Secondly that's not a shadow. It's the result of sharpening the image before resizing it - thereby amplifying the effect.



posted on May, 3 2015 @ 01:59 PM
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originally posted by: Triton1128
Ceres High Res photo

Bright spot in question is located far right of image.

High Res TIFF download

Above is a download to an even higher quality image.

Bright Spot - Center

Click above to see crater in question with bright spot. You can't miss it!


I was going through the more recent images taken of Ceres and noticed that as the "bright" spot comes out of the darkness. It has a shadow. Which means this object is elevated to some degree. Then as the angle of the sun becomes more directed at it, a smaller bright spot intensifies in the forefront of the original bright spot.

A DOME?


Nope, a column of ice.

Which back in January is kinda what I predicted and posted in the Space Exploration forum on ATS here.


My educated guess is that they will find Ceres has spots where liquid water from below the surface has oozed up and frozen.


And then I posted this back in March also on the Space Exploration forum here on ATS:


Imagine for a moment that at the core of Ceres there are radioactive elements such as thorium, uranium, etc in a large concentrations. It might be possible that a deep liquid water layer could exist. Now imagine that an impact (which created the crater the bright spots are seen in) broke the crust of Ceres to the point that there is a fissure going down to that deep liquid water layer. Being that this liquid water is highly salty its freezing point would be lower.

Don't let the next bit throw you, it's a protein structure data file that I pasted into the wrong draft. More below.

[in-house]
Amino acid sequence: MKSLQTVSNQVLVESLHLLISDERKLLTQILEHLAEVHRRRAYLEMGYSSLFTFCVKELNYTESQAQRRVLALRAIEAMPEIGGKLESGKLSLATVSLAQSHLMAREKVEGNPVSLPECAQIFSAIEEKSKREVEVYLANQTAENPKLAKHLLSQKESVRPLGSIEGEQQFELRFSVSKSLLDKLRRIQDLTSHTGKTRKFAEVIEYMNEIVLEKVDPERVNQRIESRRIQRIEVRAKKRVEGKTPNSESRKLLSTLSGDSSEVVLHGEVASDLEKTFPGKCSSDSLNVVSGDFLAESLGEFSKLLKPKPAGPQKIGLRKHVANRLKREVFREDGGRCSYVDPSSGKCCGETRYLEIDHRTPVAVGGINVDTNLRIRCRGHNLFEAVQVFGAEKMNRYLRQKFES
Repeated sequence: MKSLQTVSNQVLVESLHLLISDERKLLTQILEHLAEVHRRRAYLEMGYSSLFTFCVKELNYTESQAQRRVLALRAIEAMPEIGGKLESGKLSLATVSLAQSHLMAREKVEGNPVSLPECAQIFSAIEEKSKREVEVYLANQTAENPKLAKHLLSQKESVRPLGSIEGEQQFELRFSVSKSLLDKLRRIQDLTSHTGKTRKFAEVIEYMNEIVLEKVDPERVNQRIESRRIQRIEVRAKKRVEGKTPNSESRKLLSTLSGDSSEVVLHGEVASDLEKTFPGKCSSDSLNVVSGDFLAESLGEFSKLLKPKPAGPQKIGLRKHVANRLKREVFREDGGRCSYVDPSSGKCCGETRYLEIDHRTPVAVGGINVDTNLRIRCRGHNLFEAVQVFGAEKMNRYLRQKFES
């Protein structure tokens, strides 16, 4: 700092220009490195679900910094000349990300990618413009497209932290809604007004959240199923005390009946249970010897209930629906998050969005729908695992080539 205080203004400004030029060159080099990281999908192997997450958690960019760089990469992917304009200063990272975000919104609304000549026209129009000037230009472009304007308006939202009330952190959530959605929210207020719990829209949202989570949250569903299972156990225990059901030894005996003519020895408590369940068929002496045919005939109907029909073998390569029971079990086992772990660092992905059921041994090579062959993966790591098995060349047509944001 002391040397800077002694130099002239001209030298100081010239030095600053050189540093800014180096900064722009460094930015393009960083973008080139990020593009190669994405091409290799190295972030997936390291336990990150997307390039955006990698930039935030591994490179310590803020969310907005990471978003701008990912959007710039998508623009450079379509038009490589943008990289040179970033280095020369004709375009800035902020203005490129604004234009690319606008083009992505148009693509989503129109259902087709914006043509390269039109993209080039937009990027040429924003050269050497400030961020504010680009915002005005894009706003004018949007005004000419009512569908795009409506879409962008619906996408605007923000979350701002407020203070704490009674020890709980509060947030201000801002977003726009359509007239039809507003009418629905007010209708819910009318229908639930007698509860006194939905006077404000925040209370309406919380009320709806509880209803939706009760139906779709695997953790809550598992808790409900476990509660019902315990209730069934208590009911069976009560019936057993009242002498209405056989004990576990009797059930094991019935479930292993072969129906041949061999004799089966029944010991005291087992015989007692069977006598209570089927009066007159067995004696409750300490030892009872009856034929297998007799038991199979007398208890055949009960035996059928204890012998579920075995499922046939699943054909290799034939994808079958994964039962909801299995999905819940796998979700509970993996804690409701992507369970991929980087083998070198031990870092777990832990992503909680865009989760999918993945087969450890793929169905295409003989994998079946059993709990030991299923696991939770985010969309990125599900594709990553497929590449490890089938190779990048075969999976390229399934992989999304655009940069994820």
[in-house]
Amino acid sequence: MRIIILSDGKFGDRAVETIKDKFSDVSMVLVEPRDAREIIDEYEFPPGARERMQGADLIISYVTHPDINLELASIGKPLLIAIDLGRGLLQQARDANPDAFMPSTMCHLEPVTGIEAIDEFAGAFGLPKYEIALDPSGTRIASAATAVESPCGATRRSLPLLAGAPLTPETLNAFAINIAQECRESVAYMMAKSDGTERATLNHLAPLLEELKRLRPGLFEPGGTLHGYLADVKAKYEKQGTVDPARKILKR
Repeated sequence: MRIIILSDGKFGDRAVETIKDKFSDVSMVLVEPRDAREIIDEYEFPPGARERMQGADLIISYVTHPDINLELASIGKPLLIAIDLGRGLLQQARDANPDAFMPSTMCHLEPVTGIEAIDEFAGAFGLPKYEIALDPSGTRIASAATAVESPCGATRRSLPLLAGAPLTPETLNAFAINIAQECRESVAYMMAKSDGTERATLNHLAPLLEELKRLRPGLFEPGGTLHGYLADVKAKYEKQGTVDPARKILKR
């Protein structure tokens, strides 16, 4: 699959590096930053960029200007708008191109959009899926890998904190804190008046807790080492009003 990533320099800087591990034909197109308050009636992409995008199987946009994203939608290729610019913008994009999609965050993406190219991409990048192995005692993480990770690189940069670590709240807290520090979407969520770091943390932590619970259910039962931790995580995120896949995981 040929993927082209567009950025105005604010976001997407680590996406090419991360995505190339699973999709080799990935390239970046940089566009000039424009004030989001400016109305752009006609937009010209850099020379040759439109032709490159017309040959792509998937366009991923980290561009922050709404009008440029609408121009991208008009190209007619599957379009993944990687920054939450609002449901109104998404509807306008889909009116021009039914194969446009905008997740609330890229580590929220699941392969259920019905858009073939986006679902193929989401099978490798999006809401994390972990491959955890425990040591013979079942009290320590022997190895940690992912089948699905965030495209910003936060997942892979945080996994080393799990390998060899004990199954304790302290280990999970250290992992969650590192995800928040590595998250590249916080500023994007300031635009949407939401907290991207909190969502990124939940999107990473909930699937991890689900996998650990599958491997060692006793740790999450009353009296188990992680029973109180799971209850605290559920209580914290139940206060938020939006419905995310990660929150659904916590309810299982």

Now imagine that over time it freezes on the surface inside this crater, and a little more is added in a steady, constant trickle. In Ceres's low gravity, over the course of millions of years a giant ice tower could be jutting up from the surface and catching the light above the rim of the crater.

That's my theory anyway.


I'm fascinated by the possibilities but I am pretty certain these will be ice related.



posted on May, 3 2015 @ 02:04 PM
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originally posted by: rossacus
a reply to: Triton1128
Knowing NASA and their infamous editing room they have already completed it. Would be nice if they divulged all facts


Why would NASA edit out anything? If you honestly believe this then:

a) You'd never have seen spots in the first place.

b) There would have been no press conference in which mission scientists invited reporters to guess at what they are before the mystery was resolved with closer imagery.